Addressing homelessness in wealthy Orange County

Suburbs in Orange County, California are working to address homelessness:

The vanishing benches were Anaheim’s response to complaints about the homeless population around Disneyland. Public work crews removed 20 benches from bus shelters after callers alerted City Hall to reports of vagrants drinking, defecating or smoking pot in the neighborhood near the amusement park’s entrance, officials said…

At the county’s civic center in Santa Ana, homeless encampments — complete with tents and furniture and flooring made from cardboard boxes — block walkways and unnerve some visitors. Along the Santa Ana River near Angel Stadium, whole communities marked by blue tarp have sprung up. In Laguna Beach, a shelter this summer is testing an outreach program in which volunteers walk the streets offering support and housing assistance to homeless people.

Cities across California — notably Los Angeles and San Francisco — are dealing with swelling ranks of the homeless. But officials in Orange County said most suburban communities simply don’t have the resources and experience to keep up.

Susan Price, Orange County’s director of care coordination, said officials are trying to build a coordinated approach involving all of the more than 30 disparate cities that takes into account the different causes of homelessness, including economic woes, a lack of healthcare and recent reforms in the criminal justice system.

With a location like this, the headline just writes itself: “While homelessness surges in Disneyland’s shadow…” Juxtaposition! Yet, this shouldn’t be a surprise in this suburban era. Fewer suburban communities and residents are far removed from what they may have once considered to be “urban problems.” The changes across suburbs in recent decades – more diverse populations, continued job opportunities though there is an increase in the service sector, higher housing prices (particularly in places like California) – have pushed many suburbs to consider new issues.

If Orange County does indeed enact a regional approach to homelessness, it could be a worthwhile study to compare the outcomes with those in the city of Los Angeles. Can wealthier suburban communities successfully address homelessness compared to cities who have addressed the issue for longer periods of time? (Success would not be allowed to be defined as moving the homeless elsewhere.)

Flooding as a major suburban problem

Suburbs are often derided for their sprawling development that chew up acres of land and significantly alters more rural settings. Within that sprawl, one problem that consistently shows up but receives less attention than it should is flooding. For example, the significant rain received in parts of the Chicago region this past Wednesday (July 12) has impacted a number of suburbs:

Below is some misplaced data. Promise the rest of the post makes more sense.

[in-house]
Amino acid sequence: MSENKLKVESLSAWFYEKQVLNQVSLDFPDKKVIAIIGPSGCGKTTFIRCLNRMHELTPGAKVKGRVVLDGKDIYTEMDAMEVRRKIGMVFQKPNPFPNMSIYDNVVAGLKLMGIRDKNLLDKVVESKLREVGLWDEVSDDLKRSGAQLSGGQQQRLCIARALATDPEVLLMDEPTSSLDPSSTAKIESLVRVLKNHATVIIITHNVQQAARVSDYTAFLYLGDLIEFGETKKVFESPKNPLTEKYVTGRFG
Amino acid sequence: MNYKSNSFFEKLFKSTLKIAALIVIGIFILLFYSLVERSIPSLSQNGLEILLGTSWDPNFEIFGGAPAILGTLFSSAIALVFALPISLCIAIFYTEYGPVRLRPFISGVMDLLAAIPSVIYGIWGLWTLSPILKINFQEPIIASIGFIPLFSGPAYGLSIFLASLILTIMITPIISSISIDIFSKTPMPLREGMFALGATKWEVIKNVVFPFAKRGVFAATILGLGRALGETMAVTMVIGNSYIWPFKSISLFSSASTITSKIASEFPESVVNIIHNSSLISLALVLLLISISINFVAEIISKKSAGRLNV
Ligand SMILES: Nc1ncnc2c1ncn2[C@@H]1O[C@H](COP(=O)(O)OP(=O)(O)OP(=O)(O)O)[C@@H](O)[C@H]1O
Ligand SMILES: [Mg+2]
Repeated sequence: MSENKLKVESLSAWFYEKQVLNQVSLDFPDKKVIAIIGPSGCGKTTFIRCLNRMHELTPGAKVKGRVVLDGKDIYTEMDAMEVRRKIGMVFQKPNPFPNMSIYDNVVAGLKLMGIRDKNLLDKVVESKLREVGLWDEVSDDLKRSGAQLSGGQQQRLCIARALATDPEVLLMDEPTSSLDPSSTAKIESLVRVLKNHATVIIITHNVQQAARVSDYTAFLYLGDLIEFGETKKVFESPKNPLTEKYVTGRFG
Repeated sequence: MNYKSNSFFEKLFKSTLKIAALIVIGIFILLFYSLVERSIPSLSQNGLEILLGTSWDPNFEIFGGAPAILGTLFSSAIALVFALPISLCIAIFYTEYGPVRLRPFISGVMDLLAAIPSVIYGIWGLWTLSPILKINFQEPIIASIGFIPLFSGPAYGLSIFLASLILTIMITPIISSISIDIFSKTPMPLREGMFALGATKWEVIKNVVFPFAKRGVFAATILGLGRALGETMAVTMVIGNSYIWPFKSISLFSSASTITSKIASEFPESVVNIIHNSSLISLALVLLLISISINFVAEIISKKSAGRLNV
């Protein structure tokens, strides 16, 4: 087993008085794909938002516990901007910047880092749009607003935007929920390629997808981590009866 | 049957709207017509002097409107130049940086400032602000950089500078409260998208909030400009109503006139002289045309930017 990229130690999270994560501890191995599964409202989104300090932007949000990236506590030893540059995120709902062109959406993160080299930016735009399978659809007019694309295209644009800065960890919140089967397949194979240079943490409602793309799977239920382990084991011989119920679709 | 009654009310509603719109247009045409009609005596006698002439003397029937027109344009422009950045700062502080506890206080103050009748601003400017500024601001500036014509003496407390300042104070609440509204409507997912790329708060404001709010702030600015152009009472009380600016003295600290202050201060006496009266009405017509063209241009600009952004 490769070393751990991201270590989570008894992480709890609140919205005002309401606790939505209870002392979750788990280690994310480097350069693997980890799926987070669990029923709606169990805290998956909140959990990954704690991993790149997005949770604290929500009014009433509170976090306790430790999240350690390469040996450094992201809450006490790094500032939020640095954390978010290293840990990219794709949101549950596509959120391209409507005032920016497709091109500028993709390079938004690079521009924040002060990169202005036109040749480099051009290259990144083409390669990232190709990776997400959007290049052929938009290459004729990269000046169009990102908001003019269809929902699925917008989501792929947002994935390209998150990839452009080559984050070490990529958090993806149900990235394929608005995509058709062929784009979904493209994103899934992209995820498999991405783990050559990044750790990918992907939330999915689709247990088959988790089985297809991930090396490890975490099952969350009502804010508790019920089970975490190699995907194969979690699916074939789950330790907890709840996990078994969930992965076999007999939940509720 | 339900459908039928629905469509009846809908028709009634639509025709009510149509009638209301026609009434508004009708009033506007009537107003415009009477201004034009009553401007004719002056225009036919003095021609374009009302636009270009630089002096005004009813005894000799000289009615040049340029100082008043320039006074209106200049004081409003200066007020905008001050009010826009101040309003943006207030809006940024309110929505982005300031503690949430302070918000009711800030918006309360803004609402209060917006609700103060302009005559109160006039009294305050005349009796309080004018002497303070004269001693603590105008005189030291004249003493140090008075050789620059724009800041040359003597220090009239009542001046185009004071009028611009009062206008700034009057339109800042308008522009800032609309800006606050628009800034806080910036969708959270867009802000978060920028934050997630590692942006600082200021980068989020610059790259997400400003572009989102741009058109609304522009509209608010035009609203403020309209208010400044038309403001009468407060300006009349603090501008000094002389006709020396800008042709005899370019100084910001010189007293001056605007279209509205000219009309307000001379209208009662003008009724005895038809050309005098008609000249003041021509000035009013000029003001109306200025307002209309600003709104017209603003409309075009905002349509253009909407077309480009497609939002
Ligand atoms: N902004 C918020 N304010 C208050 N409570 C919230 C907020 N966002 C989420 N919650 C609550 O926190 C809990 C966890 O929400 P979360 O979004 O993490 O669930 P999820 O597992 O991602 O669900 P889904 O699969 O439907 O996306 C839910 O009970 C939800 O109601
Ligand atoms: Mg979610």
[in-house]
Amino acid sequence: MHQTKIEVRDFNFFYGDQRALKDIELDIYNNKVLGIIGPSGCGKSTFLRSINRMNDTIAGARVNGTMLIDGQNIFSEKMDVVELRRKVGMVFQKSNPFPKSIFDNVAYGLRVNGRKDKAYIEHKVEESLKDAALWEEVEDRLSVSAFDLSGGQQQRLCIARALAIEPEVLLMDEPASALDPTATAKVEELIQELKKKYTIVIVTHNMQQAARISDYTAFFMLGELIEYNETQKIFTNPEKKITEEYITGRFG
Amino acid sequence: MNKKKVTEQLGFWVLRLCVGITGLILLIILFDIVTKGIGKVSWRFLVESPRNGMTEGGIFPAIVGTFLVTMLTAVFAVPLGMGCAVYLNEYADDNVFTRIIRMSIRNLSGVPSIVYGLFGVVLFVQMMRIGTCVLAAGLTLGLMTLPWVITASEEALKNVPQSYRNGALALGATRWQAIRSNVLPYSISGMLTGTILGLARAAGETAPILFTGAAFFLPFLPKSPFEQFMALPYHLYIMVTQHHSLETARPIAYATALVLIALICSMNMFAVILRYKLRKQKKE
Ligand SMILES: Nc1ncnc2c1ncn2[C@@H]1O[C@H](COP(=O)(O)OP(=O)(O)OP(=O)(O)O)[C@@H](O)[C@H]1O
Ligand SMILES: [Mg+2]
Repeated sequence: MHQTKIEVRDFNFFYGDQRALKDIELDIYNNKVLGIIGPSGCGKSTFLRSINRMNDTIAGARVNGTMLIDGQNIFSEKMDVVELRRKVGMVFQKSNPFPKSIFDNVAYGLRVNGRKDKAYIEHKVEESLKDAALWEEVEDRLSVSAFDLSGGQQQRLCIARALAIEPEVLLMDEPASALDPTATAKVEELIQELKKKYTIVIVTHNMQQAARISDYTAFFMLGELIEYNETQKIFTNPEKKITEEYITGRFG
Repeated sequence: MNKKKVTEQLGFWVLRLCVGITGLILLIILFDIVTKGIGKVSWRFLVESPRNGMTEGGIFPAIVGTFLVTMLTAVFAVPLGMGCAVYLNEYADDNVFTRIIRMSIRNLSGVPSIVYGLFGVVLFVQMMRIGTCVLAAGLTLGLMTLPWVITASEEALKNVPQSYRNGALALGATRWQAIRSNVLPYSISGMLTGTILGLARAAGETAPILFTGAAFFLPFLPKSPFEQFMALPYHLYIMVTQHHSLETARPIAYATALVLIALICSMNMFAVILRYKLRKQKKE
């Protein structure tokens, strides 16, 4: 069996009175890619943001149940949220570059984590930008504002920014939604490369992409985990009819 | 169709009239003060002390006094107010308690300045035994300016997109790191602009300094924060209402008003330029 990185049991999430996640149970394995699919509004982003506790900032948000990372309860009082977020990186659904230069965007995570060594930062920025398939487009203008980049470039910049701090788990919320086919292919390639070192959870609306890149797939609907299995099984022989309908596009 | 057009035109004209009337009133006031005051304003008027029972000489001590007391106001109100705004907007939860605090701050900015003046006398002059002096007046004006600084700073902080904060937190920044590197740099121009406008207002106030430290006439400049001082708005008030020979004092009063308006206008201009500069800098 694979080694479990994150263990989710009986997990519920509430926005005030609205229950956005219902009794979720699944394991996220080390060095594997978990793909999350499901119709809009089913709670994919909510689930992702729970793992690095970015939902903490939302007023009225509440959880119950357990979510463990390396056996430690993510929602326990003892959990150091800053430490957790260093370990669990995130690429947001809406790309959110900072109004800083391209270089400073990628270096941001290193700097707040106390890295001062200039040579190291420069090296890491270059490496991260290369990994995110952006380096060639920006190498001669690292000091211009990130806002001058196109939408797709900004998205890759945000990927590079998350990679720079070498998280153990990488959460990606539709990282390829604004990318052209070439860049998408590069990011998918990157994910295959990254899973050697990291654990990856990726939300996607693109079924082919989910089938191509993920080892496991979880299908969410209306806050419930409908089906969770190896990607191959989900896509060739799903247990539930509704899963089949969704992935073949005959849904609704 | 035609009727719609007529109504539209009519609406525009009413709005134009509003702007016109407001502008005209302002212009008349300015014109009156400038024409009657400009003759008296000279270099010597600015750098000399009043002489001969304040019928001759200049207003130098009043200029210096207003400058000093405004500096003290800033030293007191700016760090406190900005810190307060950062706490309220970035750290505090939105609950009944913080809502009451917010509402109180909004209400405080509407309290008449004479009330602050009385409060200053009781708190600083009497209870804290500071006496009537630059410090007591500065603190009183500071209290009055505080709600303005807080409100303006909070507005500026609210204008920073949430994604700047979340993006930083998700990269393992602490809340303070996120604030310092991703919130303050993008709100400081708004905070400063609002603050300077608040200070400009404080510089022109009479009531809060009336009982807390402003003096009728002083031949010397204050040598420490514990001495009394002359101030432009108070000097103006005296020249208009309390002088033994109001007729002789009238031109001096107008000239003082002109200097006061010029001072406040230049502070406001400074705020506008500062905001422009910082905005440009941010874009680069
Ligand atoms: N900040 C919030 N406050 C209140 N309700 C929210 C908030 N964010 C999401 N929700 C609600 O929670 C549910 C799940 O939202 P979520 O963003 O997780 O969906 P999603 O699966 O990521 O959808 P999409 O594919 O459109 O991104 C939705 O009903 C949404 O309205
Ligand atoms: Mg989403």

While some suburban communities Saturday saw water levels begin to recede in the wake of Wednesday’s downpour, others still are bracing for the worst of the fallout from flood-ravaged rivers experts expect will crest later today into next week.

In Algonquin, the Fox River reached 11.79 feet by noon Saturday, with the National Weather Service predicting it will crest nearly a foot higher, at 12.9 feet, sometime Tuesday.

As of noon Saturday, The National Weather Service reported the Des Plaines River near Gurnee had reached a record-setting 11.96 feet and was expected to crest at about 12 feet sometime in the next 24 hours. In Lincolnshire, the level had dropped to 15.5 feet, but official predictions indicate the river may rise again to crest at 16.3 feet sometime Sunday.

While Wednesday’s rain was unusual (and we could argue about how frequently such big storms do and should occur), the results highlight a common issue across suburban landscapes: what happens to all that water? Suburbs don’t just change rural or farm land into developments; they change how water flows and is absorbed into the soil.

A variety of techniques are available to deal with the water. Common in this area are retention ponds, sunken areas within developments that are often dry but serve as places where water can pool when excessive rainfall occurs. In the Chicago area, the need to deal with flooding led to one of the largest civil engineering projects in the world: Deep Tunnel. Floodplains are fairly visible during heavy rains as homes and other structures near large bodies of water, particularly rivers, are affected. Less easy to see are  formerly swampy or marshy land which have been filled in, the channeling of creeks and rivers (or even covering them up completely), and covering the ground with less permeable surfaces such as roads and driveways (this can be combated by using different kinds of surfaces).